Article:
Brown vows to work with black Christian leaders on community issues

The Prime Minister has pledged support for a group of Christian leaders and urged them to continue helping build stronger communities, in a meeting at Downing Street on Thursday.

|PIC1|Gordon Brown has agreed to work with the Black Christian Leaders Forum (BCLF) during a meeting in Downing Street, in which he affirmed that his Government would meet the church leaders on a regular basis and continue to take their concerns seriously.

The BCLF formed with the aim of bringing together the "diversity of hearts and minds of black Christian leaders who share a common vision for social transformation".

Issues discussed included a commemoration of the abolition of the slave trade, crime, youth services and raising aspirations of black youth.

Other matters to be raised in future meetings with the Government include youth and education, abortion and teenage pregnancy and the charities act 2006.

The Prime Minister told the leaders, "Let's get the message across that together we can build a stronger society. What you do is not just recognised in your own communities - it's appreciated throughout the whole country."

David Lammy MP, who was also present, said, "All sides see this as a successful meeting. This is not the beginning but a continuation of real partnership to deal with issues that exist not just within the black community but nationally."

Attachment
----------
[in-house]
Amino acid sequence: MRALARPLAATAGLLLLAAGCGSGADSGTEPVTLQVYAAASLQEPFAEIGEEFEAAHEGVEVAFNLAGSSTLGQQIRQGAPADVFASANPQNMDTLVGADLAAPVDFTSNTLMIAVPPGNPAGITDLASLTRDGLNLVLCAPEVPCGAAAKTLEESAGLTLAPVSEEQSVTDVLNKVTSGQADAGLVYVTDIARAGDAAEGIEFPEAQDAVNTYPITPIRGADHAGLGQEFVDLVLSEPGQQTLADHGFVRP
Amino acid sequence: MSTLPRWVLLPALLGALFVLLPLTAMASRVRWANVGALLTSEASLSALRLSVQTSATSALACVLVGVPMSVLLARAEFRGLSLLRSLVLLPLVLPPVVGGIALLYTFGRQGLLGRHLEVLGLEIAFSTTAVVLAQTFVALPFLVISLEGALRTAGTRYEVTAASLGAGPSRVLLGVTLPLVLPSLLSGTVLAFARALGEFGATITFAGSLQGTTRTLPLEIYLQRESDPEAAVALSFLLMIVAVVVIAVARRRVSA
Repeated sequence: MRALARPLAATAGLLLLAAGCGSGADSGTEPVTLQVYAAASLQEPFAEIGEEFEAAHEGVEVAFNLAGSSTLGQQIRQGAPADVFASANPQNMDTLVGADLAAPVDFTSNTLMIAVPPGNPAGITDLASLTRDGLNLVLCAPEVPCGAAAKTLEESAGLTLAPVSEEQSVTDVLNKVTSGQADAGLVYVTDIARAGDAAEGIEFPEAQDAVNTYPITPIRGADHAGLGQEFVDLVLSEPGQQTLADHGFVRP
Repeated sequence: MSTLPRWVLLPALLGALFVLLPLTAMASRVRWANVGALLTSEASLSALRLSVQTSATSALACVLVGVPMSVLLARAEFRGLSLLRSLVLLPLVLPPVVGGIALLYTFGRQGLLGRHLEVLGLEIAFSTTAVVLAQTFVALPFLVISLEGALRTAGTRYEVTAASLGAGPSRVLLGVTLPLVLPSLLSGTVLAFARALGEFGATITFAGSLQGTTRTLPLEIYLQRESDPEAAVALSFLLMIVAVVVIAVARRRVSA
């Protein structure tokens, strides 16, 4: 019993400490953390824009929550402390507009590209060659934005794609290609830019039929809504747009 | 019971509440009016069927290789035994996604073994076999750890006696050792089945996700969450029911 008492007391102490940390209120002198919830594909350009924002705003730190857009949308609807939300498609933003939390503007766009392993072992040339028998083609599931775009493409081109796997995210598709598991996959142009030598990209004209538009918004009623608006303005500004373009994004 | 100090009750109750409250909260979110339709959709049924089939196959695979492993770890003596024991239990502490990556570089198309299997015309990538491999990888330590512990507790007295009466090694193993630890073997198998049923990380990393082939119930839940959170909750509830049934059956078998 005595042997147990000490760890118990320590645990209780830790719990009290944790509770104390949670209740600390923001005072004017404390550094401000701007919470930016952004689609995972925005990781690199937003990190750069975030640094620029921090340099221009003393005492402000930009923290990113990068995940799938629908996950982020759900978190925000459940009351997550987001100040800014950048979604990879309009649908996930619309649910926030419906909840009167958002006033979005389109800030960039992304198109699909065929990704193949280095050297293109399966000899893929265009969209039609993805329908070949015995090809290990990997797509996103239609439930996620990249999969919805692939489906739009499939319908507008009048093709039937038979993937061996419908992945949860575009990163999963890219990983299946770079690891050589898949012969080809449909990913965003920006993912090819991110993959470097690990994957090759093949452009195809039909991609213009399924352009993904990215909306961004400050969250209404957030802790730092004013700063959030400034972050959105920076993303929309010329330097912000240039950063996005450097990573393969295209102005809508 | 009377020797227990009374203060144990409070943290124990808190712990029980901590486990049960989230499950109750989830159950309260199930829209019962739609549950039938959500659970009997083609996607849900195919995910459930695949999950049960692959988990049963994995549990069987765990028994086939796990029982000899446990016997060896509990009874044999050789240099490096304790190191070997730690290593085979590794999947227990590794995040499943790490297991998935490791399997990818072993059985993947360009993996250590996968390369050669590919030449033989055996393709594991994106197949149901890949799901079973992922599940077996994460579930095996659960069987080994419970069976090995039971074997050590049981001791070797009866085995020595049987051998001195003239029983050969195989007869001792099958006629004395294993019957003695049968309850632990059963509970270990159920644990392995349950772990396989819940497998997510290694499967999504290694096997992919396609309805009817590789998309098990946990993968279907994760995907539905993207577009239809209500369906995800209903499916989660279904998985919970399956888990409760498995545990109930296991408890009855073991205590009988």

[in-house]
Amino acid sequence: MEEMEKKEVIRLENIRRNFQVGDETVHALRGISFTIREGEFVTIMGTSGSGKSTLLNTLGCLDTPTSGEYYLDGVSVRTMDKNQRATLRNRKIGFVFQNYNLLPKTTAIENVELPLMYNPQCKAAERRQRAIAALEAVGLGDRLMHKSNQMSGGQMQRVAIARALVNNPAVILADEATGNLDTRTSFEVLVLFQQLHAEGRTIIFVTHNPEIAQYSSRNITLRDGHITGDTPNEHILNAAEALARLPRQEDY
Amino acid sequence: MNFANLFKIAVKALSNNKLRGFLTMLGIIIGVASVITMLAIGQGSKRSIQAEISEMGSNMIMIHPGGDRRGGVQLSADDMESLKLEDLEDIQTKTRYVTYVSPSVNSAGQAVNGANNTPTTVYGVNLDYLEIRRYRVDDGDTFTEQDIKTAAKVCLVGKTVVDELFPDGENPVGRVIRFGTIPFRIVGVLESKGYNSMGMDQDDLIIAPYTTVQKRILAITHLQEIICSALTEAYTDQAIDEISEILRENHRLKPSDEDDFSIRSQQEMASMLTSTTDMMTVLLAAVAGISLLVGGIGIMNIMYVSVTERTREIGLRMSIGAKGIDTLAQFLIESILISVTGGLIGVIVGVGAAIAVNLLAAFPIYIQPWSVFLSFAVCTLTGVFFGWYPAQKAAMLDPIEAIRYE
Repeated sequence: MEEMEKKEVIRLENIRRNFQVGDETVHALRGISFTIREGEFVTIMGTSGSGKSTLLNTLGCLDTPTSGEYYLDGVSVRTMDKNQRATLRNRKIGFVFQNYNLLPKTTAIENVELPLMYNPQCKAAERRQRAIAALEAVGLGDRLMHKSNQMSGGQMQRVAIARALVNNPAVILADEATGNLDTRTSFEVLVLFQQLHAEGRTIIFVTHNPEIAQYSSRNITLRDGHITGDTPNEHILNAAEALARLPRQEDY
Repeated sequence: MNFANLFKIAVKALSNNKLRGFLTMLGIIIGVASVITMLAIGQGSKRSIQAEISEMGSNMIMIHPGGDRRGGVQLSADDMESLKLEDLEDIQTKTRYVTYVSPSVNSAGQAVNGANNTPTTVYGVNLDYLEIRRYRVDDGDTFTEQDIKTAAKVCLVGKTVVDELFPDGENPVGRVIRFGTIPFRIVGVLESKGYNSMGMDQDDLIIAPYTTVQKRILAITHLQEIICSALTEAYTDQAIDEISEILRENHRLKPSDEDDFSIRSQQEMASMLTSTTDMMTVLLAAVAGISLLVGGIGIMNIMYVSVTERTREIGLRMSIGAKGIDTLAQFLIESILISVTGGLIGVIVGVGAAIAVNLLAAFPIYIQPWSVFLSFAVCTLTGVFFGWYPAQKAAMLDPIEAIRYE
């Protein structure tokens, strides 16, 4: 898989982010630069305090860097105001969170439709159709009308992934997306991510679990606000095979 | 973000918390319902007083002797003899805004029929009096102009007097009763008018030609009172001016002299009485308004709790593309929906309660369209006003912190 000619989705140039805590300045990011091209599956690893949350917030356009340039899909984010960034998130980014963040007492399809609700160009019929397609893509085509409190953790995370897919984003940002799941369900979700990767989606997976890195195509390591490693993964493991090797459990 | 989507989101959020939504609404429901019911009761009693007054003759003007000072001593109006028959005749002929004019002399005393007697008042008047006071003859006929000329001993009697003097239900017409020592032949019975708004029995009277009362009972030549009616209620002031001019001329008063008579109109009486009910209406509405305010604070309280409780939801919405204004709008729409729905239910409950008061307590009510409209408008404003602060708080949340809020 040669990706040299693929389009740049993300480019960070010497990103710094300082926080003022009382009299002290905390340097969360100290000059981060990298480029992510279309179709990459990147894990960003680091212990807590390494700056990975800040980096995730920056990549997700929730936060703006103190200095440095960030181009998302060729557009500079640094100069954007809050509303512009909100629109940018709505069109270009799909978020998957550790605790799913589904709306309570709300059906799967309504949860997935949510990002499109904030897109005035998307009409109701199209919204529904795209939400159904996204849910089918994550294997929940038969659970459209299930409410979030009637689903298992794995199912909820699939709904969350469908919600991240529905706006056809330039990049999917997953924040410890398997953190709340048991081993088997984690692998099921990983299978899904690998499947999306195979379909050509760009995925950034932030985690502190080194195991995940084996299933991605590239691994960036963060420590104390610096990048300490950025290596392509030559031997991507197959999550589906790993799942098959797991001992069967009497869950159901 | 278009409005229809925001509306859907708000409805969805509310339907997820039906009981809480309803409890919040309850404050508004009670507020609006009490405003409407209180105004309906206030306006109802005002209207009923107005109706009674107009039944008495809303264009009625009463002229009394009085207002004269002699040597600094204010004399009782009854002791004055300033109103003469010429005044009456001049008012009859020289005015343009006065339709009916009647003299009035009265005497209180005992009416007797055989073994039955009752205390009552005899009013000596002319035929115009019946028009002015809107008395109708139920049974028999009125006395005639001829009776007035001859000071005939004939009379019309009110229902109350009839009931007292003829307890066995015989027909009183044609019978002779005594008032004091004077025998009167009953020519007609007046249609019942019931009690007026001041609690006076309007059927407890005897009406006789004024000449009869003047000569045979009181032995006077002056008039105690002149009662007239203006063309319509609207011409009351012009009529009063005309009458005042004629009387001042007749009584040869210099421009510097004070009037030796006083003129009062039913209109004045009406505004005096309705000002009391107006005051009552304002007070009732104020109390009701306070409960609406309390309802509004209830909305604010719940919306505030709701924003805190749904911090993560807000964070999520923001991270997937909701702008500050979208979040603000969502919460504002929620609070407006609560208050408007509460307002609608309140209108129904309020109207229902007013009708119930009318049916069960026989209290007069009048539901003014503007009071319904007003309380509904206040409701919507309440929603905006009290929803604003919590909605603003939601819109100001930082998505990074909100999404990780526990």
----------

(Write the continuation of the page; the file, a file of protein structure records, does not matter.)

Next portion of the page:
Joel Edwards, General Director of the Evangelical Alliance said: "This was a historic meeting of senior church leaders with a Prime Minister in the early stages of his administration.

"He has a track record of valuing the place of faith in building cohesive communities, where people's well being and development are taken seriously."

He concluded, "It was great to meet with the Prime Minister but just as significant that we have an opportunity to be equal partners in getting things done. We are all excited about the potential of these meetings."

Core group members of the BCLF that were present at the meeting with Gordon Brown were Bishop Joe Aldred of Churches Together in England; Rev Esme Beswick of the Joint Council for Anglo-Caribbean Churches; Rev Dr Joel Edwards, General Director of the Evangelical Alliance; Bishop John Francis, founder and Senior Pastor of Ruach Ministries; Rev Katei Kirby, CEO of the African and Caribbean Evangelical Alliance; Dr R David Muir, Public Policy Director of the Evangelical Alliance; Rev Nims Obunge, CEO of the Peace Alliance; Rev Dr Albert Odulele, Senior Pastor at Glory House Church; Pastor Ade Omooba, Coherent and Cohesive Voice campaigns.

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